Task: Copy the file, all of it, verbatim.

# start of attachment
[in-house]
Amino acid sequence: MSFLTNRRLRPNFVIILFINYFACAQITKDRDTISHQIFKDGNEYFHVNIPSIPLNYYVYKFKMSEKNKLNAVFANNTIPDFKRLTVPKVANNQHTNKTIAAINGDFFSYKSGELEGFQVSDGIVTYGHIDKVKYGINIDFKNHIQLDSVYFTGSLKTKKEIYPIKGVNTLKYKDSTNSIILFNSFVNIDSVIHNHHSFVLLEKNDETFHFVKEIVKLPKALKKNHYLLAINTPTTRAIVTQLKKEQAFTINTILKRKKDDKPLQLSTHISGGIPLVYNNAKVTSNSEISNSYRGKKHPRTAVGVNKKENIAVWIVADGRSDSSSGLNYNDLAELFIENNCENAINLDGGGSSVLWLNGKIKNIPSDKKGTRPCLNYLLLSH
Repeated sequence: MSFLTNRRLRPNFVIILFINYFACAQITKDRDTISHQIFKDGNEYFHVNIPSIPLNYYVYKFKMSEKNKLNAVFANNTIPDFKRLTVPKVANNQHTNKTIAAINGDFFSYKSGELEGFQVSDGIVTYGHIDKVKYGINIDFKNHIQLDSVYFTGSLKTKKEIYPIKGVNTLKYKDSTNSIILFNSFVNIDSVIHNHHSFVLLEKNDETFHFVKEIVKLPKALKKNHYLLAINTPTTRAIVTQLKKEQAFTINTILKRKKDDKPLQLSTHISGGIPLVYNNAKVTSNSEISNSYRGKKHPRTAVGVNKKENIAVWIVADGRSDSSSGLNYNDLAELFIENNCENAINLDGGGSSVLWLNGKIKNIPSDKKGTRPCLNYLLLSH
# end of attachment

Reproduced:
[in-house]
Amino acid sequence: MSFLTNRRLRPNFVIILFINYFACAQITKDRDTISHQIFKDGNEYFHVNIPSIPLNYYVYKFKMSEKNKLNAVFANNTIPDFKRLTVPKVANNQHTNKTIAAINGDFFSYKSGELEGFQVSDGIVTYGHIDKVKYGINIDFKNHIQLDSVYFTGSLKTKKEIYPIKGVNTLKYKDSTNSIILFNSFVNIDSVIHNHHSFVLLEKNDETFHFVKEIVKLPKALKKNHYLLAINTPTTRAIVTQLKKEQAFTINTILKRKKDDKPLQLSTHISGGIPLVYNNAKVTSNSEISNSYRGKKHPRTAVGVNKKENIAVWIVADGRSDSSSGLNYNDLAELFIENNCENAINLDGGGSSVLWLNGKIKNIPSDKKGTRPCLNYLLLSH
Repeated sequence: MSFLTNRRLRPNFVIILFINYFACAQITKDRDTISHQIFKDGNEYFHVNIPSIPLNYYVYKFKMSEKNKLNAVFANNTIPDFKRLTVPKVANNQHTNKTIAAINGDFFSYKSGELEGFQVSDGIVTYGHIDKVKYGINIDFKNHIQLDSVYFTGSLKTKKEIYPIKGVNTLKYKDSTNSIILFNSFVNIDSVIHNHHSFVLLEKNDETFHFVKEIVKLPKALKKNHYLLAINTPTTRAIVTQLKKEQAFTINTILKRKKDDKPLQLSTHISGGIPLVYNNAKVTSNSEISNSYRGKKHPRTAVGVNKKENIAVWIVADGRSDSSSGLNYNDLAELFIENNCENAINLDGGGSSVLWLNGKIKNIPSDKKGTRPCLNYLLLSH